A recent blog post by one of our fellow members of the Independent Educational Consultants Association (IECA) opened with this advice to other IECA members:
It's time to stop telling students to write the ACT or SAT essay. Seriously...Just stop....
The identity of the author of that blog won’t be disclosed in this post for reasons that you may infer from what we have to say about his post, his facts, and his conclusions.
His reason for giving such advice is that the number of
US colleges and universities that require applicants to complete the essay portion of SAT or ACT…has been dwindling over the past several years and we are now left with…eighteen colleges/universities that require said essay…[and]…eighteen represents fewer than one percent of all four-year schools in the United States.
There are two problems with the above, the first of which is the statement that only 18 colleges/universities require completion of the ACT essay (what ACT refers to as its “Writing Section”) or the SAT Essay. (Because the ACT and the SAT are accepted interchangeably by virtually all colleges, we’ll focus on the ACT Writing Section in what follows.) Based on our own research on the ACT website, there are 44 colleges in New York, Texas, and California, alone, that require the ACT Writing section as part of the admissions process. So, while we’ll grant that the number of colleges that require completion of the ACT Writing or the SAT Essay is a very small percentage of the total number of colleges, 18 appears to be significantly too low.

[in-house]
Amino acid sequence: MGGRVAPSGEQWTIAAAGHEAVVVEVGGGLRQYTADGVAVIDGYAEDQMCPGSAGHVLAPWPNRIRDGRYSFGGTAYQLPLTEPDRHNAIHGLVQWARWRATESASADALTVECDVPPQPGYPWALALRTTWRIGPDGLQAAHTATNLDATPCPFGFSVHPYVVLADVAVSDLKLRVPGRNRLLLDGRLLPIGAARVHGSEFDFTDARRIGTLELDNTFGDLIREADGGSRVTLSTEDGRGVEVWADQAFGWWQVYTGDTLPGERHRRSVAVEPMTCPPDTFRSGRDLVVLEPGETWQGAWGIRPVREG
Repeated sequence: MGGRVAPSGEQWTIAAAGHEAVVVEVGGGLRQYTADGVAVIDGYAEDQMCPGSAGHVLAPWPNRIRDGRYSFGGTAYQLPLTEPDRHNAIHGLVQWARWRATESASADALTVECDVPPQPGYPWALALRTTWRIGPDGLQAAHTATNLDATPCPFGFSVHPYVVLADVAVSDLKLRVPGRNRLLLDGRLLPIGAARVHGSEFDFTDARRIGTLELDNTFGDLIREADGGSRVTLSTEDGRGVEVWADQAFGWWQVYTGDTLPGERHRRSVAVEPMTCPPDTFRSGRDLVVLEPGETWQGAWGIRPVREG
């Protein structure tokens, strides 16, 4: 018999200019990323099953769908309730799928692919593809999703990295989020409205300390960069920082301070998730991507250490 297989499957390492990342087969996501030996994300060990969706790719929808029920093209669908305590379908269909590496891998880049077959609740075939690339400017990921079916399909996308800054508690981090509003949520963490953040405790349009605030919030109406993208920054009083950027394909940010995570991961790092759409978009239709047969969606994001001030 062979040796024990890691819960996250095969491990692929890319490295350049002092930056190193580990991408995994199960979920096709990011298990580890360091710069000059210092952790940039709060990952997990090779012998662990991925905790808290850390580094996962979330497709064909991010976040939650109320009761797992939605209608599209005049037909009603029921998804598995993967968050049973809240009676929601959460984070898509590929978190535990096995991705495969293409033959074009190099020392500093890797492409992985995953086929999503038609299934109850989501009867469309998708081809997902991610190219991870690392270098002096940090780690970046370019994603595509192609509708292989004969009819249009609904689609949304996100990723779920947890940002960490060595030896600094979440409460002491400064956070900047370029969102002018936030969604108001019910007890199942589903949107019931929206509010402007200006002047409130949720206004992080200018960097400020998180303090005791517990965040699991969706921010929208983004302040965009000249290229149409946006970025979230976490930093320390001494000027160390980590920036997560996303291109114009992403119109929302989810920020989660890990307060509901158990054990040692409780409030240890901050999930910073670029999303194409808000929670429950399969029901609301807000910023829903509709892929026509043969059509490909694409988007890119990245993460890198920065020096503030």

The second – and far more serious – problem with the blog author’s advice is how it ignores the fact that many things that students aren’t required to do would still be very much in their best interests to do. For example, students aren’t required to study hard for tests, and job applicants aren’t required to wear clean clothing to job interviews, but…
…while a fairly small number of colleges require completion of the ACT Writing Section or the SAT Essay Section, it might still well be to a student’s benefit to do so. Our analysis of data presented in an April 21, 2019 post on the prepscholar blog discloses that while only 67 colleges require completion of the ACT Writing Section, another 408 colleges recommend that it be completed. Consider, for a moment, applying for a job and not doing something that the prospective employer recommends that you do. This omission doesn’t strike us as a sound strategy if the objective is to get hired. And consider what your chances would be if many other applicants for the position do what is recommended – and do it well – while you haven’t done it at all.
It gets worse: In addition to those schools that require or recommend completion of the SAT Essay or ACT Writing Section, there are an unknown (and likely difficult to quantify) number of colleges that neither require nor recommend completion of SAT/ACT essays but will consider the scores of those essays when making admissions decisions. Consider what your chances of admission would be if many other applicants completed those essays and scored well on them, while you haven’t submitted any essay with your test scores.
About the only scenario we can imagine in which students shouldn’t complete a SAT/ACT essay is if those students are absolutely certain that all of the schools to which they might conceivably apply won’t consider the score — and that’s likely something you’d discover only on a case-by-case basis by visiting individual college’s websites and/or contacting admissions at those schools.
So, as to our colleague’s statement, “It's time to stop telling students to write the ACT or SAT essay,” we disagree.
Pin down your needs now. College admissions offices are more than willing to set their record straight about their essay requirements. Give them a call if the school website doesn’t answer your question.
And if there’s the slightest doubt about to what schools you might be applying, do the safe thing by completing the SAT or ACT essay.